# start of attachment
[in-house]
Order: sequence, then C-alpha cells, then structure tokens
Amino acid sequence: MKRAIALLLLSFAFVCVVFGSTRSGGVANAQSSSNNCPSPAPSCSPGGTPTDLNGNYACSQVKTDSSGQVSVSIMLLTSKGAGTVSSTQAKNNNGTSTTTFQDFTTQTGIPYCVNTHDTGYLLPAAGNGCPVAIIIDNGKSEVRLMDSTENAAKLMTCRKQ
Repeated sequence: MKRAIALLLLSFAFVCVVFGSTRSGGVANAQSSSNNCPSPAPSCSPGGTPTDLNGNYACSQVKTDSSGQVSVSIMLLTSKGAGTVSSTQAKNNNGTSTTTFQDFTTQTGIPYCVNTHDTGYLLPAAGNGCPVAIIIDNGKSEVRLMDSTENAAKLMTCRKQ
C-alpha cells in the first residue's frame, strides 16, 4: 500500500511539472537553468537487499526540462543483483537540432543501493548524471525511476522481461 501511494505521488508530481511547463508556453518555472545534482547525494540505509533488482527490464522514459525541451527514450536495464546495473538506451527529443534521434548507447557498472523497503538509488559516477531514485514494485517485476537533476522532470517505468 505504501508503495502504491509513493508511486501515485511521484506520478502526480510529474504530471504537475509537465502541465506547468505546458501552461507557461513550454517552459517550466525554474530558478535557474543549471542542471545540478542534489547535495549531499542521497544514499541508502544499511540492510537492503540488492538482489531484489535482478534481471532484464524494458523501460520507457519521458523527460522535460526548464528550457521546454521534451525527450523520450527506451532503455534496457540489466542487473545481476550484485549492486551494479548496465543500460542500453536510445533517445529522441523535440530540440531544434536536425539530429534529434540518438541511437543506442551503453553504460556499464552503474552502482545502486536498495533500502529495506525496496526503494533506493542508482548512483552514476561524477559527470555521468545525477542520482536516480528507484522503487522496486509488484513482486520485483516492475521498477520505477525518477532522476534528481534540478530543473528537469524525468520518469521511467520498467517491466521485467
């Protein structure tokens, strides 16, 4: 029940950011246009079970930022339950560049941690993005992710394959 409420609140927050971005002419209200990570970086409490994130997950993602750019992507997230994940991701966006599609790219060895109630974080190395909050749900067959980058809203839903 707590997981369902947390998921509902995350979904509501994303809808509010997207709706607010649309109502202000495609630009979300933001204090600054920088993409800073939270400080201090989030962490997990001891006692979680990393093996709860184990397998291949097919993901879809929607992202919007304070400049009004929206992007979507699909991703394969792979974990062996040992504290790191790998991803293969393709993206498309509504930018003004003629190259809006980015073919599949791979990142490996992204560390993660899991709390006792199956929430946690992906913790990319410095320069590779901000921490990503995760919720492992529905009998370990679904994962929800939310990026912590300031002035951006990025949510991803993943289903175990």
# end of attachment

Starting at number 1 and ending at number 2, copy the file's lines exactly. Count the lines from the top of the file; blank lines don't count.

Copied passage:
[in-house]
Order: sequence, then C-alpha cells, then structure tokens